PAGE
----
And now we come to it. Why were people so initially confused about this game? The major question seemed to be “What’s the point?” or I might translate to “What does this all mean?” And one answer that seemed to come up for some people was, the concept of meaninglessness. Here you are, a tiny being, floating around in vast space, soaring over planets where surfaces go on forever and ever, where the number of the planets themselves go on and on forever. And in a way, you’re wandering lost. Now, I know you might have the overall goal of “getting to the center of the galaxy!!!!!” or “following the mysterious path of the Atlas!!!!!” But in general, there’s really nothing else to “do”. At least not like in a traditional game where you have levels and points and missions or quests or puzzles or… something.
So…. what’s the point? IS there a point? Or is it just about experiencing something? I found a very large Reddit discussion entitled “Just had an awful NMS experience… And loved it!“, detailing various players’ stories about certain experiences in No Man’s Sky and although arduous, why they loved it. Natch. I can see the points described in these stories, because I’ve had a couple of them myself.
What I do like about the game and a few things that I have experienced that I actually liked:
* It is kind of soothing to fly over these surfaces of different planets and engage in the repetitive nature of game’s mechanics (mining, flying, scanning, whatever). Perhaps the developers were on to something, considering the nature of the human brain.
* I do like hearing about the backstories of the different races through the monoliths. I like “learning” the words you find on Knowledge Stones, although I wish it actually taught you the word itself since you are only just able to translate into your own language. It would have been nice to actual learn it, like Wenja from Far Cry: Primal (thanks, Urki!!). I created languages as a kid, so any chance to learn foreign words, I’m all over that shit.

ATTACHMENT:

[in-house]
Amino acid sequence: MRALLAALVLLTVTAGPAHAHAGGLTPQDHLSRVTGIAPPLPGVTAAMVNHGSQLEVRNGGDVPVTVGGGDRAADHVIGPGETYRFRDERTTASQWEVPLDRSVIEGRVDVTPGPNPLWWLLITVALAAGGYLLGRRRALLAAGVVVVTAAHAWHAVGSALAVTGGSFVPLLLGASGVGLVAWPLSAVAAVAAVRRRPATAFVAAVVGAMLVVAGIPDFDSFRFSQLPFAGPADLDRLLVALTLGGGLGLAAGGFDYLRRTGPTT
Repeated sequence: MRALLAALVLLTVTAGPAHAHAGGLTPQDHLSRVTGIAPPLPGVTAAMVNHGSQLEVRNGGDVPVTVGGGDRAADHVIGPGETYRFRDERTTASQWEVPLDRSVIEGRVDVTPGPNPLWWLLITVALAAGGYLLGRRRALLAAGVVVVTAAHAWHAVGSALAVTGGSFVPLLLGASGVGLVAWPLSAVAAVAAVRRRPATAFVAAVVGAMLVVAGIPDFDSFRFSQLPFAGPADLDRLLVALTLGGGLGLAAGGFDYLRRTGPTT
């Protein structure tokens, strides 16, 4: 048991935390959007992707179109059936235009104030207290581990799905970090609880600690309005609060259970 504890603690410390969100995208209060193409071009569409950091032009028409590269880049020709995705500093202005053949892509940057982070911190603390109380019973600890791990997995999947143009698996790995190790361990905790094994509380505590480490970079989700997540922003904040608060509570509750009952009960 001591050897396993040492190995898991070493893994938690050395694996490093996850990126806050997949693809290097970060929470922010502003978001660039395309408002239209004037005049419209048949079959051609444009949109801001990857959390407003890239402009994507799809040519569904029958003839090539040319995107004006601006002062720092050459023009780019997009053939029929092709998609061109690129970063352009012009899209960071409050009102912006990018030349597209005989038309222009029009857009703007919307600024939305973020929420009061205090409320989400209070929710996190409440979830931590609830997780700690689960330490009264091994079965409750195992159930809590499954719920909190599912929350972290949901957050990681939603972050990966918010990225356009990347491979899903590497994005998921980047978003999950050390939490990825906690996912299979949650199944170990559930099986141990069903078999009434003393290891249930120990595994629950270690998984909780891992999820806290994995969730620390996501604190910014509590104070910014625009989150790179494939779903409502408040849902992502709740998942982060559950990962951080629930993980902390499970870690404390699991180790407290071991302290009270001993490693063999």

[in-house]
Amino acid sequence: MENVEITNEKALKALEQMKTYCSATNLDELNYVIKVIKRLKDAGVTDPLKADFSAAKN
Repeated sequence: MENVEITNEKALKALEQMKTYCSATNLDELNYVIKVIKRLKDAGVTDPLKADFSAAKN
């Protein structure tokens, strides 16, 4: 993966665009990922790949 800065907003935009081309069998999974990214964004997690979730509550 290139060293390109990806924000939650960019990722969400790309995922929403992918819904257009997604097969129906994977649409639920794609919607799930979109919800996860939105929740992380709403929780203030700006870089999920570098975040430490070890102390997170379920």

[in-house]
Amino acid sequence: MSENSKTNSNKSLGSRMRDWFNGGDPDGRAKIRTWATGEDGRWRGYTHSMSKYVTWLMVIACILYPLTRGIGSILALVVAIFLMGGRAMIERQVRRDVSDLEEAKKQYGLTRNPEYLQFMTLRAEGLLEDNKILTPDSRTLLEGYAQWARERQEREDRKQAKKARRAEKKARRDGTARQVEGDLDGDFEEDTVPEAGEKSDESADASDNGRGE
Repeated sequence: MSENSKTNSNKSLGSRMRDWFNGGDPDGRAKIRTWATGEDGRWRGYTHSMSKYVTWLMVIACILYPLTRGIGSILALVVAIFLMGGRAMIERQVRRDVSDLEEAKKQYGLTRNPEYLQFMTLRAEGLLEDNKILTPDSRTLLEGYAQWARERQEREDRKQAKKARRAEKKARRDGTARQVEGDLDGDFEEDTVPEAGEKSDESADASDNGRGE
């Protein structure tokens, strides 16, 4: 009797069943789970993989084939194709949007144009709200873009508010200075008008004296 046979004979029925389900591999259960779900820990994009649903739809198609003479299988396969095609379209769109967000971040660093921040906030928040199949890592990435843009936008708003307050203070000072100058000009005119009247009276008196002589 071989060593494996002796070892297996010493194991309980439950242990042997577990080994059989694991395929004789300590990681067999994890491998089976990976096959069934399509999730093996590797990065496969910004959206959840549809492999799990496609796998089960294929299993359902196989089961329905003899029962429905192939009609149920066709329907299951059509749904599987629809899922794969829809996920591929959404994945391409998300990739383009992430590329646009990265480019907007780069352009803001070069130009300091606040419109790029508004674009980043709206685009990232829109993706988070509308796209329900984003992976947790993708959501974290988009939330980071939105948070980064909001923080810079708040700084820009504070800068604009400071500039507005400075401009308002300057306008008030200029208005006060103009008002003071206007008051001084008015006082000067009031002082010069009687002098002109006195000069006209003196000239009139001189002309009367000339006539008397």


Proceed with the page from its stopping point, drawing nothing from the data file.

* Getting to a planet to find my very first dinosaur! A sort of T-Rex looking dude with a weird crest on its head, wandering around making barking noises. “Oh hey!” I shout, “A fucking dinosaur!!” and promptly run right up to it in order to examine said beast and it just about kills me with one bite. Okay, Ix-nay on that motherfucker. I run back to my grave to collect my shit and I laser beam that son of a bitch to death, collect its carbon and use that to refuel my multi-tool to mow down a few more, shouting “Fuck you, Dino T-Rex Thingies!!!” Yeah, some ecologist/environmentalist I am.
* Landing on a planet that lit up gorgeously at night. Most planets seem to have the glowy-glowy plants but this planet seemed to have an abundance of them, along with getting darker at night than any other planet I’d been on. I named that one “Pretty At Night”, of course.
* Mining a huge deposit of some mineral which stretched far down into the ground, I excavate deeply and then accidentally fall into the pit I’ve created. My jet pack cannot get me to the lip of the hole and I have to blow steps into the sides with my grenades, almost running out of fuel for said grenades in the process. I get out to the top with a sigh of relief, as I hadn’t had a save in quite some time.